In July 2013, civic artist Cosme Cordova of Division 9 Gallery and folk artist Martin Sanchez of Tio’s Tacos collaborated with the City of Riverside, the Riverside Arts Council, and the City of Sahuayo de Morelos in Michoacán de Ocampo, Mexico, to bring the first Tlahualiles Festival to downtown Riverside. The Riverside Art Museum is thrilled to announce an upcoming exhibition of the masks, making of, and artists of the much loved Tlahualiles Festival.
The Tlahualiles Festival in Sahuayo, Michoacán, is an annual two-week-long cultural and religious celebration with dancing, music, and spectacular handcrafted paper maché and feather masks. Tlahualiles means “defeated warriors” and the festival celebrates the feast of Santiago Apóstol, or Saint James the Apostle, patron saint of Sahuayo. The battle depicted in the festival is still debated today in Mexico and refers to military conflicts before, during, and after the arrival of the Spanish. It is an evolving narrative of the confrontation between Europeans and indigenous populations and pagan and Christian beliefs. The procession of tlahualiles in 2014 included nearly one hundred groups of individuals and families, or over 600 people. Most have participated for generations in creating masks year after year for the past 50 years. After the festival, these dedicated artisans rest for one month before beginning on new masks for the following year.
The tlahualiles masks and traditional garments were brought to Riverside through a close collaboration between Sanchez, Cordova, and Francisco Sanchez, the mayor of Sahuayo, and the City of Riverside, beginning a new tradition in the Inland Empire. This year, the masks will come to the Riverside Art Museum in a retrospective of the making of the tlahualiles masks. The museum will lead the Riverside community through the construction process of the tlahualiles and has invited Sahuayan artisans to demonstrate the making of these exquisite confections of feathers, sequins, and color. This exhibition represents RAM’s ongoing commitment to diversity and community engagement in the arts.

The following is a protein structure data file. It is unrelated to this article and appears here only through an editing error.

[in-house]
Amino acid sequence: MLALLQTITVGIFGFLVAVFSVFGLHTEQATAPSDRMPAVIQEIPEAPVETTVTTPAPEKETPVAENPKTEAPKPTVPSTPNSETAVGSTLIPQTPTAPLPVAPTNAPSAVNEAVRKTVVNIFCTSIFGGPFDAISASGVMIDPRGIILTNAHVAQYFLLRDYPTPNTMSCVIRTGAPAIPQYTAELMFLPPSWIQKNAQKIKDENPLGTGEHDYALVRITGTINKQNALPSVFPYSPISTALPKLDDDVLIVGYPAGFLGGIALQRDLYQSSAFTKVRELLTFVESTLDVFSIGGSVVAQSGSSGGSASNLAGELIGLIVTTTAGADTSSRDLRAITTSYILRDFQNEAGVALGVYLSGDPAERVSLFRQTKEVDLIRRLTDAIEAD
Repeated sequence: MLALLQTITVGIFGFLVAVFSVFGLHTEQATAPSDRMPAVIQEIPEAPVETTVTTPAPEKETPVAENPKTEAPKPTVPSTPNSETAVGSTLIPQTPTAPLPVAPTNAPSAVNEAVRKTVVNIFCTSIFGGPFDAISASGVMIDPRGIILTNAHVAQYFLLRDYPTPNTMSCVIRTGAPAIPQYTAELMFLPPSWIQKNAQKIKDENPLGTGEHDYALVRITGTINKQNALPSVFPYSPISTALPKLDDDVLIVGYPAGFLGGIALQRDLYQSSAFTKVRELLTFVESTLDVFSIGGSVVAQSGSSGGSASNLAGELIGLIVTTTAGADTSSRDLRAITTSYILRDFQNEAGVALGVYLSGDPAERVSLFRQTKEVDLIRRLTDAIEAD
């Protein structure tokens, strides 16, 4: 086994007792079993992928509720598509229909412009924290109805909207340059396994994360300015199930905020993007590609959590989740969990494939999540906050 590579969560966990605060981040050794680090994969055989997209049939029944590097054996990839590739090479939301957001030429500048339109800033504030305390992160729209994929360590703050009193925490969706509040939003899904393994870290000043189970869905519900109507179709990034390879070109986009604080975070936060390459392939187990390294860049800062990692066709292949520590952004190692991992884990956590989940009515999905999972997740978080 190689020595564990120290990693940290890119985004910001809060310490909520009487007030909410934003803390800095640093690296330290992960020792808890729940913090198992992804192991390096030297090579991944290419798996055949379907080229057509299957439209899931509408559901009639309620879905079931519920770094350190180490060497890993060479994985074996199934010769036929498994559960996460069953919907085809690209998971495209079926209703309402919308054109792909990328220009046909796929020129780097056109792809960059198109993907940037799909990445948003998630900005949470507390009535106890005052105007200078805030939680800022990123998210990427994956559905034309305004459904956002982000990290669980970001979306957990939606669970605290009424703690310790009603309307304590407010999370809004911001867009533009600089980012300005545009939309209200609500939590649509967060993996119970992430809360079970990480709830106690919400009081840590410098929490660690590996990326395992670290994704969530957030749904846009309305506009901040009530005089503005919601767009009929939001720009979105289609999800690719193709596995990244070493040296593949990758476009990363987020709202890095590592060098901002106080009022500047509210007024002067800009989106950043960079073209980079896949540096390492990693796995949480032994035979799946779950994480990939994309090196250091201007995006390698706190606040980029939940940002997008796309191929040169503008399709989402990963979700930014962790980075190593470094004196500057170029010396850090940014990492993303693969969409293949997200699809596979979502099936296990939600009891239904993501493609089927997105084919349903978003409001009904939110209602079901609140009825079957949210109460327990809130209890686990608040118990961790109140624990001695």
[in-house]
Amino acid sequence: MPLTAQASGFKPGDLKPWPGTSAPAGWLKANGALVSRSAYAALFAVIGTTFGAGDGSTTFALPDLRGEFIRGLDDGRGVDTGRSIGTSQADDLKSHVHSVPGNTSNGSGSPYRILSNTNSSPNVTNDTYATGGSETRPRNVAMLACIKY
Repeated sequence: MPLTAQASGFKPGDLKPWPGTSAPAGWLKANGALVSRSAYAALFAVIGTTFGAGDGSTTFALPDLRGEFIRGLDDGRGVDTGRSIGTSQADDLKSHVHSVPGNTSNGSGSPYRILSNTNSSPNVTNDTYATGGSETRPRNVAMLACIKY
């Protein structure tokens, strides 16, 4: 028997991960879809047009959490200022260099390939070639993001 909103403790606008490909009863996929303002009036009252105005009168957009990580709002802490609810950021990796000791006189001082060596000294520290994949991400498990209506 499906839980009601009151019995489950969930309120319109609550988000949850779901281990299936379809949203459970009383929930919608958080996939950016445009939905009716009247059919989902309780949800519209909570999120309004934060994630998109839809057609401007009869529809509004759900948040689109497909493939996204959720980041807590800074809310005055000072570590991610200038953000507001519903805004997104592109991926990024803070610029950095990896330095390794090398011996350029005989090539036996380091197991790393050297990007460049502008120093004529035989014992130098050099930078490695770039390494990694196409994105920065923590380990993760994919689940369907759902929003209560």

July 11, 5 - 9 p.m. @ White Park | Tlahualiles Festival
August 6, 6 - 9 p.m. | Mask Workshop
September 3, 6 - 9 p.m. | Dance Performance
To see tlahualiles in action:
Tlahualiles in Sahuayo, Michoacán:
Tlahualiles Festival in White Park in Riverside 2014:
This exhibition is curated by: Carolyn Schutten and Martin Sanchez